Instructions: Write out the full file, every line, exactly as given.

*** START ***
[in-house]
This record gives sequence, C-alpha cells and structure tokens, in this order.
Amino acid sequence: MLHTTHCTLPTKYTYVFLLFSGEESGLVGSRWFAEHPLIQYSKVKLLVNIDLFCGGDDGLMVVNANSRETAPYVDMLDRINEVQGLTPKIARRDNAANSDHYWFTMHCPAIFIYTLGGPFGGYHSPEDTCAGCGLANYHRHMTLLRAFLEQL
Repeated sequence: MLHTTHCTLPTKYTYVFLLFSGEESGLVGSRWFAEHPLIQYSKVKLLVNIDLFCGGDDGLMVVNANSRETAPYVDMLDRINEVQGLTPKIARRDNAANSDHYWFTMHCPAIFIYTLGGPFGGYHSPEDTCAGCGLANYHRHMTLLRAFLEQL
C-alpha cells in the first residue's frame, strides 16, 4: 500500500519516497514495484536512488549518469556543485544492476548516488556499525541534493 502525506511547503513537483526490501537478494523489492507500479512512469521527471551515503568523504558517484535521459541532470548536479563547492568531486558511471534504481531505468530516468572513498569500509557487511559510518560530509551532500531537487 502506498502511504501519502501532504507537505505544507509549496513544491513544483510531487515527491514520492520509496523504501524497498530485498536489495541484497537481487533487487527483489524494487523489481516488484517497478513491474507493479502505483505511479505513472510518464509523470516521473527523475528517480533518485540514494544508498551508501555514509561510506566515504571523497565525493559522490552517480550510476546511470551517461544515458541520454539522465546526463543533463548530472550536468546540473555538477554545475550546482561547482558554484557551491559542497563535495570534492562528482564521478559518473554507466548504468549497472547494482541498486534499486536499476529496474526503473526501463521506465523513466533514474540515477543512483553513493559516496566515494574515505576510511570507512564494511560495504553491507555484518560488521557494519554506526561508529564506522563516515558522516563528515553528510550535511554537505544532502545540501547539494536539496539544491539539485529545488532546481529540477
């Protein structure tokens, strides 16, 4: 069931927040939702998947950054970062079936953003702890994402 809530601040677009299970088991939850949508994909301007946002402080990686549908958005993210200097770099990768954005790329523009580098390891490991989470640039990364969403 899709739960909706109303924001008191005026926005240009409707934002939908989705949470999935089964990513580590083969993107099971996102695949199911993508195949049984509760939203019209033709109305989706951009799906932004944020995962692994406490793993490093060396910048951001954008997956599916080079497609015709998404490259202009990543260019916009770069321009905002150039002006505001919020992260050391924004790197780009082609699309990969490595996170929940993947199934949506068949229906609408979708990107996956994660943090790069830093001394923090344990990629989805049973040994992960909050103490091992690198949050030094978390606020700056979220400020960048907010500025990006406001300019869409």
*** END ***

[in-house]
This record gives sequence, C-alpha cells and structure tokens, in this order.
Amino acid sequence: MLHTTHCTLPTKYTYVFLLFSGEESGLVGSRWFAEHPLIQYSKVKLLVNIDLFCGGDDGLMVVNANSRETAPYVDMLDRINEVQGLTPKIARRDNAANSDHYWFTMHCPAIFIYTLGGPFGGYHSPEDTCAGCGLANYHRHMTLLRAFLEQL
Repeated sequence: MLHTTHCTLPTKYTYVFLLFSGEESGLVGSRWFAEHPLIQYSKVKLLVNIDLFCGGDDGLMVVNANSRETAPYVDMLDRINEVQGLTPKIARRDNAANSDHYWFTMHCPAIFIYTLGGPFGGYHSPEDTCAGCGLANYHRHMTLLRAFLEQL
C-alpha cells in the first residue's frame, strides 16, 4: 500500500519516497514495484536512488549518469556543485544492476548516488556499525541534493 502525506511547503513537483526490501537478494523489492507500479512512469521527471551515503568523504558517484535521459541532470548536479563547492568531486558511471534504481531505468530516468572513498569500509557487511559510518560530509551532500531537487 502506498502511504501519502501532504507537505505544507509549496513544491513544483510531487515527491514520492520509496523504501524497498530485498536489495541484497537481487533487487527483489524494487523489481516488484517497478513491474507493479502505483505511479505513472510518464509523470516521473527523475528517480533518485540514494544508498551508501555514509561510506566515504571523497565525493559522490552517480550510476546511470551517461544515458541520454539522465546526463543533463548530472550536468546540473555538477554545475550546482561547482558554484557551491559542497563535495570534492562528482564521478559518473554507466548504468549497472547494482541498486534499486536499476529496474526503473526501463521506465523513466533514474540515477543512483553513493559516496566515494574515505576510511570507512564494511560495504553491507555484518560488521557494519554506526561508529564506522563516515558522516563528515553528510550535511554537505544532502545540501547539494536539496539544491539539485529545488532546481529540477
């Protein structure tokens, strides 16, 4: 069931927040939702998947950054970062079936953003702890994402 809530601040677009299970088991939850949508994909301007946002402080990686549908958005993210200097770099990768954005790329523009580098390891490991989470640039990364969403 899709739960909706109303924001008191005026926005240009409707934002939908989705949470999935089964990513580590083969993107099971996102695949199911993508195949049984509760939203019209033709109305989706951009799906932004944020995962692994406490793993490093060396910048951001954008997956599916080079497609015709998404490259202009990543260019916009770069321009905002150039002006505001919020992260050391924004790197780009082609699309990969490595996170929940993947199934949506068949229906609408979708990107996956994660943090790069830093001394923090344990990629989805049973040994992960909050103490091992690198949050030094978390606020700056979220400020960048907010500025990006406001300019869409």